(2005) Human Studies 28 (4).

Understanding narratively, understanding alterity

Philip Lewin

pp. 375-383

Phenomenology's systematic exploration of how a world comes into existence for knowers – knowers who are often conceptualized as individual and ostensibly isolated – requires that it provide some account of the constitution of alterity. In this paper, I address this issue by arguing that we apperceive alterity in terms of the intentionality of behavior. A corollary of this argument is that the apperception of an alter as specifically human is a secondary attribution, following the primary apperception of intention. I further argue that the intentionality of behavior is understood through the projection of a narrative frame, or a "protonarrative," onto the alter's behavior. I suggest that protonarrativity is the form that experience takes as its ontological condition. Our living is not simply known to us reflectively as protonarrative; rather, experience is lived as protonarrative.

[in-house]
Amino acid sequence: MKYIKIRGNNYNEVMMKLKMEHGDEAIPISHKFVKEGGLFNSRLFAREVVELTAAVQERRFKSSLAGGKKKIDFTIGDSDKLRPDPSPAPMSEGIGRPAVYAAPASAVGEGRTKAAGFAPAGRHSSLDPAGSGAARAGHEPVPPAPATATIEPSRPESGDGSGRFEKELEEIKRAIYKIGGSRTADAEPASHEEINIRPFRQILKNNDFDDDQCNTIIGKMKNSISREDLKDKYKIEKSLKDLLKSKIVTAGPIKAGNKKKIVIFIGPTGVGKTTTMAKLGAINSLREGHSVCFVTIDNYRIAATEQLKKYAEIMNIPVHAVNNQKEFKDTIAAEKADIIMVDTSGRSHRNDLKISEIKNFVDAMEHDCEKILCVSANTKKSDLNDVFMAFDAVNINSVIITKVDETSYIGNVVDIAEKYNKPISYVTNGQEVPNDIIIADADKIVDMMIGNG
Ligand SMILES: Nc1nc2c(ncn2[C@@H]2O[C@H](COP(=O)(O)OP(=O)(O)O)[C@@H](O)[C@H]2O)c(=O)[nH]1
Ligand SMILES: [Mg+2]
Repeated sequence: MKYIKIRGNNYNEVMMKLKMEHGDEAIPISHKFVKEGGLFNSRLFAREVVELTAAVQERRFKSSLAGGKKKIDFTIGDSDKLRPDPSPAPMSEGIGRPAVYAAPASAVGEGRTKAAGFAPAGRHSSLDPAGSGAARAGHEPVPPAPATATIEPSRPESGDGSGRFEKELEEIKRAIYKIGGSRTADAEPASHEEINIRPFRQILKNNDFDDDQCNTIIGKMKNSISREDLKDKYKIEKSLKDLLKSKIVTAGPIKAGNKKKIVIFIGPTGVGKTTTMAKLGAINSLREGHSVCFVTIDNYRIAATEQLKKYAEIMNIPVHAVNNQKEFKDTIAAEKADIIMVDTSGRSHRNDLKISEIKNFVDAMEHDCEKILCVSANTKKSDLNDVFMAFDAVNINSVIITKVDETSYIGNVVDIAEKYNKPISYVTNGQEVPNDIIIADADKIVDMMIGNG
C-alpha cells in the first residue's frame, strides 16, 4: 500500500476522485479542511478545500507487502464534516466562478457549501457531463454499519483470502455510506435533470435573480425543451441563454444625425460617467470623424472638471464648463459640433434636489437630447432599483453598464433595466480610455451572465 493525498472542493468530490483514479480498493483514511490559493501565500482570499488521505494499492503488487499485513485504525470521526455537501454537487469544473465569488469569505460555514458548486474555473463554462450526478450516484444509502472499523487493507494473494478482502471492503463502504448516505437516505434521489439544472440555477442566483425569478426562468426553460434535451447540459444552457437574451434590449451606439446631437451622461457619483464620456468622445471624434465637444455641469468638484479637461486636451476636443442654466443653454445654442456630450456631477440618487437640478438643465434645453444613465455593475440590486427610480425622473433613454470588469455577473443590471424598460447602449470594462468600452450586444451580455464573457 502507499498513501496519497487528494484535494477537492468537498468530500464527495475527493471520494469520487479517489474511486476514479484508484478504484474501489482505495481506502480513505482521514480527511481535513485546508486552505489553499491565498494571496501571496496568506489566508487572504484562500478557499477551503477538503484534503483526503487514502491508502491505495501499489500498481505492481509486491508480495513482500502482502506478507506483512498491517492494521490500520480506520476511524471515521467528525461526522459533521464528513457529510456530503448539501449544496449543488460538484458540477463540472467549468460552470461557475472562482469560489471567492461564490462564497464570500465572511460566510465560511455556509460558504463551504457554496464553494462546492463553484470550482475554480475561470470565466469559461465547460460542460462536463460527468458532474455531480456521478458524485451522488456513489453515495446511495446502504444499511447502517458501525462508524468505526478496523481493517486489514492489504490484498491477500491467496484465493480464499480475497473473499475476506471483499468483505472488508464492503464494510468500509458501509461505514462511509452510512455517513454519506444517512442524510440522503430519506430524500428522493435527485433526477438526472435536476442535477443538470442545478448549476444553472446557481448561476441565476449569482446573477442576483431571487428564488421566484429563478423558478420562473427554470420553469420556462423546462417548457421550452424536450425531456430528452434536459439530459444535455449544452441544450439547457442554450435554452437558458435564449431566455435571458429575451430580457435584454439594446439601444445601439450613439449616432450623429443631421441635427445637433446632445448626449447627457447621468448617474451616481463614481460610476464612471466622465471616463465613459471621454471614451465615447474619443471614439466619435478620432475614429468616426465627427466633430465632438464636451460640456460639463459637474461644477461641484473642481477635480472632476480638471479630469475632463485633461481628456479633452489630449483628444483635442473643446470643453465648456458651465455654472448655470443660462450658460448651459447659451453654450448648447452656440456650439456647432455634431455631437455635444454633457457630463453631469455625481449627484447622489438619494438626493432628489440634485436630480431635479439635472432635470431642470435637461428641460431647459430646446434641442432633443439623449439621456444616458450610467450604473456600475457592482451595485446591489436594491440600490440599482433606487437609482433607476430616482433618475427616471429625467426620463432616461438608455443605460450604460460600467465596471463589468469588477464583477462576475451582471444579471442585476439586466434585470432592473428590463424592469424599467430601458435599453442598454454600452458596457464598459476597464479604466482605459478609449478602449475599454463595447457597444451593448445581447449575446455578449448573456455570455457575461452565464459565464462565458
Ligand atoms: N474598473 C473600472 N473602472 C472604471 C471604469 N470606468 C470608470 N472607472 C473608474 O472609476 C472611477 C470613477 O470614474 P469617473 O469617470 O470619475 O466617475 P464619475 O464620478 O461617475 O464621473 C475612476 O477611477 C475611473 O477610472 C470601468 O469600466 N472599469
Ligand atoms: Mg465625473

Publication details

DOI: 10.1007/s10746-005-9003-4

Full citation:

Lewin, P. (2005). Understanding narratively, understanding alterity. Human Studies 28 (4), pp. 375-383.

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